The main drawback of supercapacitors as a replacement for batteries is their limited storage: while they can store 10 to 100 times more electrical energy than a standard capacitor, this is still not enough to be useful as a battery replacement in smartphones, laptops, electric vehicles and other machines.
At present, supercapacitors can store enough energy to power laptops and other small devices for approximately a tenth as long as rechargeable batteries do.
Increases in the storage capacity of supercapacitors could allow for them to be made smaller and lighter, such that they can replace batteries in some devices that require fast charging and discharging.
A team of engineers at the University of Waterloo were able to create a new supercapacitor design which approximately doubles the amount of electrical energy that it can hold.
They did this by coating graphene with an oily liquid salt in the electrodes of supercapacitors. By adding a mixture of detergent and water, the droplets of the liquid salt were reduced to nanoscale sizes.
This salt acts as an electrolyte (which is required for storage of electrical charge), as well as preventing the atom-thick graphene sheets sticking together, hugely increasing their exposed surface area and optimising energy storage capacity.
“We’re showing record numbers for the energy-storage capacity of supercapacitors,” said Professor Michael Pope, a chemical engineer at the University of Waterloo. “And the more energy-dense we can make them, the more batteries we can start displacing.”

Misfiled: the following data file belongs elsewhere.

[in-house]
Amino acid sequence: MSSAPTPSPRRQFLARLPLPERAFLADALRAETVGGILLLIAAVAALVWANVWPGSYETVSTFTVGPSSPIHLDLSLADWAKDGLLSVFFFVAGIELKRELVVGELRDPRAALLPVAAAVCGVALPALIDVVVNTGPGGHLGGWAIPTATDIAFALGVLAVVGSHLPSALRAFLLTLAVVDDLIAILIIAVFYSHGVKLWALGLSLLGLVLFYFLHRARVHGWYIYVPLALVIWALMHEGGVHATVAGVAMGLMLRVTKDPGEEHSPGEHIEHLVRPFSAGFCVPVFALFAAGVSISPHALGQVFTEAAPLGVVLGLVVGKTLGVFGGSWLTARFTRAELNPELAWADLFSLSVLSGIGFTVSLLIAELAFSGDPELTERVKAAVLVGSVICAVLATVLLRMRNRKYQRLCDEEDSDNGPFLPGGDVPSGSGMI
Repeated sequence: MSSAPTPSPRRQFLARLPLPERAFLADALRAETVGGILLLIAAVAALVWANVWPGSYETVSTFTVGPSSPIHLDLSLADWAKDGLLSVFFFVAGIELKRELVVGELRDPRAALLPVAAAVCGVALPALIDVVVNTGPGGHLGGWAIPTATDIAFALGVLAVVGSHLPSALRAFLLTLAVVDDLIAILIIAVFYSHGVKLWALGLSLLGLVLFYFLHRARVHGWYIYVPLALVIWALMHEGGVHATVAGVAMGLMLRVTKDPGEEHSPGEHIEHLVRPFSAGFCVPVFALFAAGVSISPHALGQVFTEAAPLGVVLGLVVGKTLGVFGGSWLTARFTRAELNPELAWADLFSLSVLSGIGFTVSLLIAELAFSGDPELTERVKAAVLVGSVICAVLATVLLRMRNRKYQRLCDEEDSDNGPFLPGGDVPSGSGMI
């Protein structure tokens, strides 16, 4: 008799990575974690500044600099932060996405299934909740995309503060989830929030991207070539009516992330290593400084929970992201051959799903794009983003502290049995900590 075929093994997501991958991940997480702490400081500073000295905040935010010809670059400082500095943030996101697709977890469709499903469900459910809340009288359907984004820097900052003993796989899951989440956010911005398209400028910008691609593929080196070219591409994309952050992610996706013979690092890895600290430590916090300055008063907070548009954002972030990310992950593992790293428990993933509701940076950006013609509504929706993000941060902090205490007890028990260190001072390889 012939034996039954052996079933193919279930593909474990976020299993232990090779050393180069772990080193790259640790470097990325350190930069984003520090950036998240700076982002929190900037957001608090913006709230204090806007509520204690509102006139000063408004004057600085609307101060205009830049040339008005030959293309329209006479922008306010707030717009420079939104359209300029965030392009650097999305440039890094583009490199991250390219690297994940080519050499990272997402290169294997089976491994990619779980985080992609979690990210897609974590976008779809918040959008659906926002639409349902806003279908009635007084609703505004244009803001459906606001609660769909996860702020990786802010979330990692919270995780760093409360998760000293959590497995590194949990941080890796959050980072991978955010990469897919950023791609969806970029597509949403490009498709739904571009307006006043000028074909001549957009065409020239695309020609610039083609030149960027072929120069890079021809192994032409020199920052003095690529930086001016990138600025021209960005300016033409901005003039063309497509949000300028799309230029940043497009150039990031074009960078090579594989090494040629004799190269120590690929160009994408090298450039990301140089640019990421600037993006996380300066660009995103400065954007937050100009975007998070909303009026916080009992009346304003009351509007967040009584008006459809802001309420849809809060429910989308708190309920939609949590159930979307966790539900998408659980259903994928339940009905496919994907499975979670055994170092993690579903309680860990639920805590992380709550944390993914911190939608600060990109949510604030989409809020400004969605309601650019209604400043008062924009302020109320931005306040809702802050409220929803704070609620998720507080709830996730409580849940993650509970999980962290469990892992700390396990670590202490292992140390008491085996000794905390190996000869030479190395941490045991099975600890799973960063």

According to Professor Pope, supercapacitors could be a green replacement for lead-acid batteries in vehicles, capturing the energy otherwise wasted by buses and high-speed trains during braking. In the longer term, they could be used to power mobile phones and other consumer technology, as well as devices in remote locations, such as in orbit around Earth.
“If they are marketed in the correct ways for the right applications, we’ll start seeing more and more of them in our everyday lives,” said Professor Pope.
Colloidal quantum dots are electronic materials and because of their astonishingly small size (typically 3-20 nanometers in dimension) they possess fascinating optical properties.